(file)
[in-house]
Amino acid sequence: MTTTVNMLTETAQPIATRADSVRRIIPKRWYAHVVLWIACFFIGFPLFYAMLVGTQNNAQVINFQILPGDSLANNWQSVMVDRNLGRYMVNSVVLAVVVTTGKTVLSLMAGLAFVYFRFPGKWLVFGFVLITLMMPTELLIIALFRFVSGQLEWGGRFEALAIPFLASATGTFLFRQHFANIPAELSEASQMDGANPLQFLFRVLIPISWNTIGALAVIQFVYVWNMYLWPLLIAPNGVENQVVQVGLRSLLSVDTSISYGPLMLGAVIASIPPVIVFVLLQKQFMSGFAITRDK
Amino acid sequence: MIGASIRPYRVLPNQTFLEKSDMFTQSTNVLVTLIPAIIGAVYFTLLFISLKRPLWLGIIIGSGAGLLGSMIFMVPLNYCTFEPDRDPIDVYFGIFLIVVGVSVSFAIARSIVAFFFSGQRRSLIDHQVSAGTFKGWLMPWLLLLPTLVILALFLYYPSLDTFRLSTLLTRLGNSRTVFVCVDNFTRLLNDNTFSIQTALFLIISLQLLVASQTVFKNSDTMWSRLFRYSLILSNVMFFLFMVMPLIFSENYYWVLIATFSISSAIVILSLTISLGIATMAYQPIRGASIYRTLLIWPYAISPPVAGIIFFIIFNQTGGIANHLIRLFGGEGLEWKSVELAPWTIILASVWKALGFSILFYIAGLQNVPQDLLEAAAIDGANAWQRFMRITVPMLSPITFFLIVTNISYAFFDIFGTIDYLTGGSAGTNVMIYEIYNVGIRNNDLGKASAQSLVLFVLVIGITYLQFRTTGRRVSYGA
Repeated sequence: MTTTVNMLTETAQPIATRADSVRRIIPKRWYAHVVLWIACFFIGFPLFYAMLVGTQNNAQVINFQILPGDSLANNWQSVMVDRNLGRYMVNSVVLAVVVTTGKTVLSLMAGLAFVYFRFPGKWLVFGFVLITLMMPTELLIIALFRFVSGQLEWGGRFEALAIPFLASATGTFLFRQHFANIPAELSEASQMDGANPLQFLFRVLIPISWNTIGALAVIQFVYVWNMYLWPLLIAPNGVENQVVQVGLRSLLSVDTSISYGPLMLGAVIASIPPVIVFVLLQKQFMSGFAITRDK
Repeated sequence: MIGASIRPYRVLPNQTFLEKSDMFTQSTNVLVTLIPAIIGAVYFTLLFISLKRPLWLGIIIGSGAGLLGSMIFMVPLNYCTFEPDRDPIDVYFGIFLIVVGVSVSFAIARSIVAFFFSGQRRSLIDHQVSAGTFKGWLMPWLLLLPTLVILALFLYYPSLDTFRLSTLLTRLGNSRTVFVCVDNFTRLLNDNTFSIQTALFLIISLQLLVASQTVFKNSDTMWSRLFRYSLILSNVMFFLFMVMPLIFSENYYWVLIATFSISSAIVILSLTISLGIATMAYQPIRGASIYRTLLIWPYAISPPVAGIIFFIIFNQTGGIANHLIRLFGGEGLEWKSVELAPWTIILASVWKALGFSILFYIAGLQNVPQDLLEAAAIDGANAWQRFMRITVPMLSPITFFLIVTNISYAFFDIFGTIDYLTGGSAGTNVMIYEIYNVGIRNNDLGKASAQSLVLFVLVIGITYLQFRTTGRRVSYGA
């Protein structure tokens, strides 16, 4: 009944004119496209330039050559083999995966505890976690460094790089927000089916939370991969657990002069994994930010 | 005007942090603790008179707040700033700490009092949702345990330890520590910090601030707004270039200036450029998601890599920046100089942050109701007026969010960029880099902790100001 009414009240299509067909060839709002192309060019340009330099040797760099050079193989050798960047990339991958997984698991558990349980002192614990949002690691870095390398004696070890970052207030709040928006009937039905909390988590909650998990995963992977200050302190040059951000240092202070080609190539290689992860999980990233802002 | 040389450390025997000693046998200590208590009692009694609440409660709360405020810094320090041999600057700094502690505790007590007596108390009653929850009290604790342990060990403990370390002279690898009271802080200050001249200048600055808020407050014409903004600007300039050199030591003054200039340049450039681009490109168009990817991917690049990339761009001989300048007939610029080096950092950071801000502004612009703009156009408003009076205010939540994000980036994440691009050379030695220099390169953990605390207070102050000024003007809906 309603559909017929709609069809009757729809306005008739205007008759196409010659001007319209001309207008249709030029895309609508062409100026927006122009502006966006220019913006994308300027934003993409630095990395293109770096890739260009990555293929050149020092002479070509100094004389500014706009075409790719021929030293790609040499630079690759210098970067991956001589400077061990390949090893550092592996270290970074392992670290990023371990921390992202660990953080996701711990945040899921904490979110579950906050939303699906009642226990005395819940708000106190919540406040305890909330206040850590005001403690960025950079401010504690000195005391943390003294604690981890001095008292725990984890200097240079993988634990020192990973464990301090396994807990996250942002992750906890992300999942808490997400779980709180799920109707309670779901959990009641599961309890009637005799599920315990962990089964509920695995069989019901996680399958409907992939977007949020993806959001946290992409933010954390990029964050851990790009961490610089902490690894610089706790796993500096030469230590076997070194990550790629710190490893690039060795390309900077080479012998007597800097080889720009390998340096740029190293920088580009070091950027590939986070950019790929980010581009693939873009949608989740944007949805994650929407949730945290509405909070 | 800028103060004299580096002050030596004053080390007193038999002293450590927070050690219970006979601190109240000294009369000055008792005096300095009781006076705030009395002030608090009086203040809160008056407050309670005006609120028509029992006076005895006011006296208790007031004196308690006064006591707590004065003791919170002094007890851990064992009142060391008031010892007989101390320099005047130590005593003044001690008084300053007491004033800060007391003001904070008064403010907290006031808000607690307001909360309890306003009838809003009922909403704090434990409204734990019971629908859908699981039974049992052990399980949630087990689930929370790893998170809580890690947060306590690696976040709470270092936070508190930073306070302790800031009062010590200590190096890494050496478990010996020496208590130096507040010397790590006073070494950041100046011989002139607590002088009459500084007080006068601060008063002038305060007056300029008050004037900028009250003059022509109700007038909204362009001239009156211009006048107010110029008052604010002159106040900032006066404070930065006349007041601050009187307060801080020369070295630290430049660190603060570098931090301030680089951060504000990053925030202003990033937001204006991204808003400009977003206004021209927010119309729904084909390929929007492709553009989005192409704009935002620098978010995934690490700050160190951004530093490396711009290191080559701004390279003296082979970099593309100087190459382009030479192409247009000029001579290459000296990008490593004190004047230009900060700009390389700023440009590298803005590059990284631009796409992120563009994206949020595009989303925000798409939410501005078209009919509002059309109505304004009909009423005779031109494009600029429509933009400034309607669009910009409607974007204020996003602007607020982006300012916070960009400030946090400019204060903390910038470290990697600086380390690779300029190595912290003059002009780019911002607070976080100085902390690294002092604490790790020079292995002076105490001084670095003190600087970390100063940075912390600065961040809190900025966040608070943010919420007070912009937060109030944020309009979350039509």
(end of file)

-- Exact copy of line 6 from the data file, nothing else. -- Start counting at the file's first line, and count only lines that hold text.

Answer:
């Protein structure tokens, strides 16, 4: 009944004119496209330039050559083999995966505890976690460094790089927000089916939370991969657990002069994994930010 | 005007942090603790008179707040700033700490009092949702345990330890520590910090601030707004270039200036450029998601890599920046100089942050109701007026969010960029880099902790100001 009414009240299509067909060839709002192309060019340009330099040797760099050079193989050798960047990339991958997984698991558990349980002192614990949002690691870095390398004696070890970052207030709040928006009937039905909390988590909650998990995963992977200050302190040059951000240092202070080609190539290689992860999980990233802002 | 040389450390025997000693046998200590208590009692009694609440409660709360405020810094320090041999600057700094502690505790007590007596108390009653929850009290604790342990060990403990370390002279690898009271802080200050001249200048600055808020407050014409903004600007300039050199030591003054200039340049450039681009490109168009990817991917690049990339761009001989300048007939610029080096950092950071801000502004612009703009156009408003009076205010939540994000980036994440691009050379030695220099390169953990605390207070102050000024003007809906 309603559909017929709609069809009757729809306005008739205007008759196409010659001007319209001309207008249709030029895309609508062409100026927006122009502006966006220019913006994308300027934003993409630095990395293109770096890739260009990555293929050149020092002479070509100094004389500014706009075409790719021929030293790609040499630079690759210098970067991956001589400077061990390949090893550092592996270290970074392992670290990023371990921390992202660990953080996701711990945040899921904490979110579950906050939303699906009642226990005395819940708000106190919540406040305890909330206040850590005001403690960025950079401010504690000195005391943390003294604690981890001095008292725990984890200097240079993988634990020192990973464990301090396994807990996250942002992750906890992300999942808490997400779980709180799920109707309670779901959990009641599961309890009637005799599920315990962990089964509920695995069989019901996680399958409907992939977007949020993806959001946290992409933010954390990029964050851990790009961490610089902490690894610089706790796993500096030469230590076997070194990550790629710190490893690039060795390309900077080479012998007597800097080889720009390998340096740029190293920088580009070091950027590939986070950019790929980010581009693939873009949608989740944007949805994650929407949730945290509405909070 | 800028103060004299580096002050030596004053080390007193038999002293450590927070050690219970006979601190109240000294009369000055008792005096300095009781006076705030009395002030608090009086203040809160008056407050309670005006609120028509029992006076005895006011006296208790007031004196308690006064006591707590004065003791919170002094007890851990064992009142060391008031010892007989101390320099005047130590005593003044001690008084300053007491004033800060007391003001904070008064403010907290006031808000607690307001909360309890306003009838809003009922909403704090434990409204734990019971629908859908699981039974049992052990399980949630087990689930929370790893998170809580890690947060306590690696976040709470270092936070508190930073306070302790800031009062010590200590190096890494050496478990010996020496208590130096507040010397790590006073070494950041100046011989002139607590002088009459500084007080006068601060008063002038305060007056300029008050004037900028009250003059022509109700007038909204362009001239009156211009006048107010110029008052604010002159106040900032006066404070930065006349007041601050009187307060801080020369070295630290430049660190603060570098931090301030680089951060504000990053925030202003990033937001204006991204808003400009977003206004021209927010119309729904084909390929929007492709553009989005192409704009935002620098978010995934690490700050160190951004530093490396711009290191080559701004390279003296082979970099593309100087190459382009030479192409247009000029001579290459000296990008490593004190004047230009900060700009390389700023440009590298803005590059990284631009796409992120563009994206949020595009989303925000798409939410501005078209009919509002059309109505304004009909009423005779031109494009600029429509933009400034309607669009910009409607974007204020996003602007607020982006300012916070960009400030946090400019204060903390910038470290990697600086380390690779300029190595912290003059002009780019911002607070976080100085902390690294002092604490790790020079292995002076105490001084670095003190600087970390100063940075912390600065961040809190900025966040608070943010919420007070912009937060109030944020309009979350039509």